U. MISSOURI (US) — Food safety and bioterrorism defense may benefit from an improved toxin detection test that researchers are hoping will boost the economy, too.
The technique could make food contamination testing more rapid and accurate. The detection test also could accelerate warnings after bioterrorism attacks. A report on the method is published in Biosensors and Bioelectronics.
“Quickly stopping the spread of toxins saves lives, whether those toxins are from natural processes or enemy attacks,” says lead author Sangho Bok, postdoctoral fellow working under the supervision of Shubhra Gangopadhyay in the University of Missouri’s College of Engineering.
“Our technique uses nanoparticles to make detection one hundred times more sensitive than the standard method now used, known as ELISA. We have also reduced the time needed to detect a threat to only one hour, compared to four to six hours for ELISA.”
Currently, Bok’s testing method detects a toxin that causes food poisoning, a chemical known as Clostriudium botulinum neurotoxin A. Engineers and biologists now seek to adapt the test to detect many other dangerous chemicals.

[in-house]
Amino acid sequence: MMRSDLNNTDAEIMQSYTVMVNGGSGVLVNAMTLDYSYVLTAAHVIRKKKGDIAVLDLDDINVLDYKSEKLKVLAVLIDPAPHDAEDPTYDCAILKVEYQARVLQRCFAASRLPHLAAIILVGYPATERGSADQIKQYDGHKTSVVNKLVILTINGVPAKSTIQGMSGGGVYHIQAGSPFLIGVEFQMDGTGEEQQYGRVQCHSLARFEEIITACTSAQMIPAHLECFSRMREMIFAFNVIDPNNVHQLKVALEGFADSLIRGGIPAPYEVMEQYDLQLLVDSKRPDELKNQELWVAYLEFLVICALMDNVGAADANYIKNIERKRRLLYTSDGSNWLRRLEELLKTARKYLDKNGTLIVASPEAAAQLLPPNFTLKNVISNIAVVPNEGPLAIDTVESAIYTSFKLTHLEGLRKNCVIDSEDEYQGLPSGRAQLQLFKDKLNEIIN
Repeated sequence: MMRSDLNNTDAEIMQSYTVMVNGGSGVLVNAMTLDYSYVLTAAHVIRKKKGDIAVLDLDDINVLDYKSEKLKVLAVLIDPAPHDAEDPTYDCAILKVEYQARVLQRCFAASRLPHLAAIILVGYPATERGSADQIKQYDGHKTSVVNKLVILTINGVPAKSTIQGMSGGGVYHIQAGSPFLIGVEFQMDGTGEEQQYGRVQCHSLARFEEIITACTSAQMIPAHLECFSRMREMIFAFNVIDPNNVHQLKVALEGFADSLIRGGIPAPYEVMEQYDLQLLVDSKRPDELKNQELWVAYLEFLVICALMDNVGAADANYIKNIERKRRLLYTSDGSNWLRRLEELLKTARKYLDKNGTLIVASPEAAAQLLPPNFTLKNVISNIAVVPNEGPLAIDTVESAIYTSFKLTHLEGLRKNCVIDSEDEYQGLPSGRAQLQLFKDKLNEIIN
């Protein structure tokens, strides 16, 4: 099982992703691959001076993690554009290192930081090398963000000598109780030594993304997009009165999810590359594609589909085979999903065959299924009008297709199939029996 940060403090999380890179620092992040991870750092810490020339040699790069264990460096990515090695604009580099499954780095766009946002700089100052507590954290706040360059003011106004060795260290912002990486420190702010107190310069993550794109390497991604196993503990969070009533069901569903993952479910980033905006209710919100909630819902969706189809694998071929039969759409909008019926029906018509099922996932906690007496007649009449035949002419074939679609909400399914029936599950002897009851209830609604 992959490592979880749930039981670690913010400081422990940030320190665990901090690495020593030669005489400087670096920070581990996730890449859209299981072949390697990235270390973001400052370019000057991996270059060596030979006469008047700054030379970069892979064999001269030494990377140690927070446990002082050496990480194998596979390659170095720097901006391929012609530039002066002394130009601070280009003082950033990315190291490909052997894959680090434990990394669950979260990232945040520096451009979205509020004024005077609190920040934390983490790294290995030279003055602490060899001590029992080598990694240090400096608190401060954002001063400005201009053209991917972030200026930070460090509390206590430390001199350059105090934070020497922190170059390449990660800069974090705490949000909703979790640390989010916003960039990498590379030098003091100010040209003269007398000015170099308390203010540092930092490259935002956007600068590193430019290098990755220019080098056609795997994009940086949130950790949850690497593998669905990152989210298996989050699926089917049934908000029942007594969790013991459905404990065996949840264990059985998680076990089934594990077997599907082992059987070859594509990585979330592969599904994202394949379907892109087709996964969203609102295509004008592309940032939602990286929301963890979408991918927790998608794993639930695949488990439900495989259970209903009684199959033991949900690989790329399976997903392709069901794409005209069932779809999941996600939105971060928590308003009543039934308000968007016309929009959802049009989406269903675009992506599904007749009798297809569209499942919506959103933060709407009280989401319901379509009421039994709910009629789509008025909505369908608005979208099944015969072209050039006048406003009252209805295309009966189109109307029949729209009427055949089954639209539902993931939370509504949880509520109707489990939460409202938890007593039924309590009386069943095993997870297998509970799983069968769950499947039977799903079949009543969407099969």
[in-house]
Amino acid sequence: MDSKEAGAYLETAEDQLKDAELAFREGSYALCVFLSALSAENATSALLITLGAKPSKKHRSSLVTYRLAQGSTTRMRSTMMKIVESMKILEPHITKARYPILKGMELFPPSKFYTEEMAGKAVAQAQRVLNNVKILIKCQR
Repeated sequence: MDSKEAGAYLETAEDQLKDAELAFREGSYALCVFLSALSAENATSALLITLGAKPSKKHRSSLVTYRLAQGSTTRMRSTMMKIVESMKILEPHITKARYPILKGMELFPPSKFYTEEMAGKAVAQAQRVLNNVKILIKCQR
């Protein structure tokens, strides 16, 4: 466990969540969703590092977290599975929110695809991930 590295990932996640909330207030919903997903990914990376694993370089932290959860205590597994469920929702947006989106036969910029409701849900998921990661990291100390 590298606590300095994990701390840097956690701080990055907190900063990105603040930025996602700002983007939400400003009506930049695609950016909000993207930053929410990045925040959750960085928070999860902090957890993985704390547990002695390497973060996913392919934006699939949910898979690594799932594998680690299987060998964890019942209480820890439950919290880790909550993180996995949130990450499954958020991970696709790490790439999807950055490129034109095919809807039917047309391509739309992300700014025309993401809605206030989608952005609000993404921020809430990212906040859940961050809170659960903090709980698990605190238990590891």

Beyond helping protect people from deadly toxins, Bok’s technique may bring jobs and foreign investment to America. Study co-author and professor Keshab Gangopadhyay hopes to open a factory that will manufacture the nanoparticles used in the detection technique. To achieve this goal, Gangopadhyay founded Nanos Technologies LLC.
“Science, employment, and economic development are all tied together,” says Gangopadhyay. “Food safety testing presents a large market that is growing quickly in developing nations like China and India. Engineering research helps tap into that market while creating local jobs and attracting the attention of investors.”
Source: University of Missouri